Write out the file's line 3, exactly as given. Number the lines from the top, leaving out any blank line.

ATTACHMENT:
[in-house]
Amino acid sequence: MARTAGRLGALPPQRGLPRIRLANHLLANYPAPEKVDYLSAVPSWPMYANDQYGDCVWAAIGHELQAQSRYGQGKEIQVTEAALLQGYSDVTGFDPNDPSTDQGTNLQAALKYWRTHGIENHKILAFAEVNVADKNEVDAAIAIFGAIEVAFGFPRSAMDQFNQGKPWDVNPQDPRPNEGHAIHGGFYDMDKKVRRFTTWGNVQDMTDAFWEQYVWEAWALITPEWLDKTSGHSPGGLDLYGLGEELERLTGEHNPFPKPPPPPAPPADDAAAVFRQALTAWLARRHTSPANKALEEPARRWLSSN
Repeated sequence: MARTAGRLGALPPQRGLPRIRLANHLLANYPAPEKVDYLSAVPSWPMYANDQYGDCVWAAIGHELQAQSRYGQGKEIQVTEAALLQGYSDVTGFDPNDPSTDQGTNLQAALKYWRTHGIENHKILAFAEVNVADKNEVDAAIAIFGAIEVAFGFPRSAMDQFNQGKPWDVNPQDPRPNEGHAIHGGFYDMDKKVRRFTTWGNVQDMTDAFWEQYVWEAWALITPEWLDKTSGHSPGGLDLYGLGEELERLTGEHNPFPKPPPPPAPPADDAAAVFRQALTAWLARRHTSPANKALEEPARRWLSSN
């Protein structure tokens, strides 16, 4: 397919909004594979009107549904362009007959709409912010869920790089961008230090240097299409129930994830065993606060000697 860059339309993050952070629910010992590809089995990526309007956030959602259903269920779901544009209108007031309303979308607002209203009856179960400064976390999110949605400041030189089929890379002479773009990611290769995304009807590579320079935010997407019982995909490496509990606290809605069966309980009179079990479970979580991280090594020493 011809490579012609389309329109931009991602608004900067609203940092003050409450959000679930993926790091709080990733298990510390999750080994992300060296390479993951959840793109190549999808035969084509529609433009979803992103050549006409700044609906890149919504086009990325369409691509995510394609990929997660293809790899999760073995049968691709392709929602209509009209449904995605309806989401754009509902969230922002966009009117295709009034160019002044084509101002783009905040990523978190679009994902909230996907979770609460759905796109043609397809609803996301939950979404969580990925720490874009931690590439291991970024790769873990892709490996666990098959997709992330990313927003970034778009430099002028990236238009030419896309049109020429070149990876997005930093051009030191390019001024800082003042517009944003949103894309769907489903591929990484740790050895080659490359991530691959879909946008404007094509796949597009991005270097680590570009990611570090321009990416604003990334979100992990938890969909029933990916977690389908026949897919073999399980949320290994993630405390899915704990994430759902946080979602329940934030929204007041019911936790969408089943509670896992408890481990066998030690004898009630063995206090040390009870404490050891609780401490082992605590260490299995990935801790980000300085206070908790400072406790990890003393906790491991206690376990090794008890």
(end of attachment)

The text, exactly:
Repeated sequence: MARTAGRLGALPPQRGLPRIRLANHLLANYPAPEKVDYLSAVPSWPMYANDQYGDCVWAAIGHELQAQSRYGQGKEIQVTEAALLQGYSDVTGFDPNDPSTDQGTNLQAALKYWRTHGIENHKILAFAEVNVADKNEVDAAIAIFGAIEVAFGFPRSAMDQFNQGKPWDVNPQDPRPNEGHAIHGGFYDMDKKVRRFTTWGNVQDMTDAFWEQYVWEAWALITPEWLDKTSGHSPGGLDLYGLGEELERLTGEHNPFPKPPPPPAPPADDAAAVFRQALTAWLARRHTSPANKALEEPARRWLSSN